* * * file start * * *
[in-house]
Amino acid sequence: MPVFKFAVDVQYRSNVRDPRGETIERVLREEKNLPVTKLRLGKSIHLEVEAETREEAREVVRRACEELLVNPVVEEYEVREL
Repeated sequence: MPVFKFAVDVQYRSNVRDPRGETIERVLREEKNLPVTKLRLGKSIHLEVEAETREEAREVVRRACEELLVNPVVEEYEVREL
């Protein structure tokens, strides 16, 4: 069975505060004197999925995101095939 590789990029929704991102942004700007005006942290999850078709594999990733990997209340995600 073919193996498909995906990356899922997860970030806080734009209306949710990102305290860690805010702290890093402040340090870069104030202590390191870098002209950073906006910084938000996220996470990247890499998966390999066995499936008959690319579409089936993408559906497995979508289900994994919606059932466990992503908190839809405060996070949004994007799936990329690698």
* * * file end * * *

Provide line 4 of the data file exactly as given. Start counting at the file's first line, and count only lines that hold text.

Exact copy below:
């Protein structure tokens, strides 16, 4: 069975505060004197999925995101095939 590789990029929704991102942004700007005006942290999850078709594999990733990997209340995600 073919193996498909995906990356899922997860970030806080734009209306949710990102305290860690805010702290890093402040340090870069104030202590390191870098002209950073906006910084938000996220996470990247890499998966390999066995499936008959690319579409089936993408559906497995979508289900994994919606059932466990992503908190839809405060996070949004994007799936990329690698």